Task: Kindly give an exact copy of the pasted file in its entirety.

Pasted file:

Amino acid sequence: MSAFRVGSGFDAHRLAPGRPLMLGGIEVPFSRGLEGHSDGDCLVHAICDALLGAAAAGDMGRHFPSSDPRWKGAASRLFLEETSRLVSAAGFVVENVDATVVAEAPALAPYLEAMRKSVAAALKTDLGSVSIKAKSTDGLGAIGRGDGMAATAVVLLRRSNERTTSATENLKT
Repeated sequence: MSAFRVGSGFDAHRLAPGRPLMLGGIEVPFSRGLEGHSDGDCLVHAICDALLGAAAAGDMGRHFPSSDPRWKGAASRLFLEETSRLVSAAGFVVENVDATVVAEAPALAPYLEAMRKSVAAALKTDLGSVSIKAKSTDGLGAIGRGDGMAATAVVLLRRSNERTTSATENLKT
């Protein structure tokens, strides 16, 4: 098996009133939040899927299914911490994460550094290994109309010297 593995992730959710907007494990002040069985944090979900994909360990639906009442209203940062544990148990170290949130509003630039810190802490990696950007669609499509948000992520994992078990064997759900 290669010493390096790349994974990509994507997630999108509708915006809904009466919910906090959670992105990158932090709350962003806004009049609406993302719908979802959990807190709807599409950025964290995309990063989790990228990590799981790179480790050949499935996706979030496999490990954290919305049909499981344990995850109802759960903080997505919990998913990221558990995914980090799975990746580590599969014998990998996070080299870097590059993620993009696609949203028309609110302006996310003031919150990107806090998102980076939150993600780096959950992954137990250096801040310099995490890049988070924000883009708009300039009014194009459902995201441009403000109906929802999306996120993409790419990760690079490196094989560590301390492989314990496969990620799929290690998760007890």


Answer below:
Amino acid sequence: MSAFRVGSGFDAHRLAPGRPLMLGGIEVPFSRGLEGHSDGDCLVHAICDALLGAAAAGDMGRHFPSSDPRWKGAASRLFLEETSRLVSAAGFVVENVDATVVAEAPALAPYLEAMRKSVAAALKTDLGSVSIKAKSTDGLGAIGRGDGMAATAVVLLRRSNERTTSATENLKT
Repeated sequence: MSAFRVGSGFDAHRLAPGRPLMLGGIEVPFSRGLEGHSDGDCLVHAICDALLGAAAAGDMGRHFPSSDPRWKGAASRLFLEETSRLVSAAGFVVENVDATVVAEAPALAPYLEAMRKSVAAALKTDLGSVSIKAKSTDGLGAIGRGDGMAATAVVLLRRSNERTTSATENLKT
């Protein structure tokens, strides 16, 4: 098996009133939040899927299914911490994460550094290994109309010297 593995992730959710907007494990002040069985944090979900994909360990639906009442209203940062544990148990170290949130509003630039810190802490990696950007669609499509948000992520994992078990064997759900 290669010493390096790349994974990509994507997630999108509708915006809904009466919910906090959670992105990158932090709350962003806004009049609406993302719908979802959990807190709807599409950025964290995309990063989790990228990590799981790179480790050949499935996706979030496999490990954290919305049909499981344990995850109802759960903080997505919990998913990221558990995914980090799975990746580590599969014998990998996070080299870097590059993620993009696609949203028309609110302006996310003031919150990107806090998102980076939150993600780096959950992954137990250096801040310099995490890049988070924000883009708009300039009014194009459902995201441009403000109906929802999306996120993409790419990760690079490196094989560590301390492989314990496969990620799929290690998760007890």